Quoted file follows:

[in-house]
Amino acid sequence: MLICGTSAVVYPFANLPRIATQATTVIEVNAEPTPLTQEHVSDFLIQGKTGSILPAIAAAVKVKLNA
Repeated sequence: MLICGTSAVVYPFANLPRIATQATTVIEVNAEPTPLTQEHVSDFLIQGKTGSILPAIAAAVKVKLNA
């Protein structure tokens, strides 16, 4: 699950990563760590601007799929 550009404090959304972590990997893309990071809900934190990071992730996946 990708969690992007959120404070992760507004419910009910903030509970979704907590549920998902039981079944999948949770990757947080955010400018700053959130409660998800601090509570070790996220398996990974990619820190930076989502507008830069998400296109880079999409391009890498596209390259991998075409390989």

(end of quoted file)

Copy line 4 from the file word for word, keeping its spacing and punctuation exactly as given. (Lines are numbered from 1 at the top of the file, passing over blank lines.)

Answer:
């Protein structure tokens, strides 16, 4: 699950990563760590601007799929 550009404090959304972590990997893309990071809900934190990071992730996946 990708969690992007959120404070992760507004419910009910903030509970979704907590549920998902039981079944999948949770990757947080955010400018700053959130409660998800601090509570070790996220398996990974990619820190930076989502507008830069998400296109880079999409391009890498596209390259991998075409390989």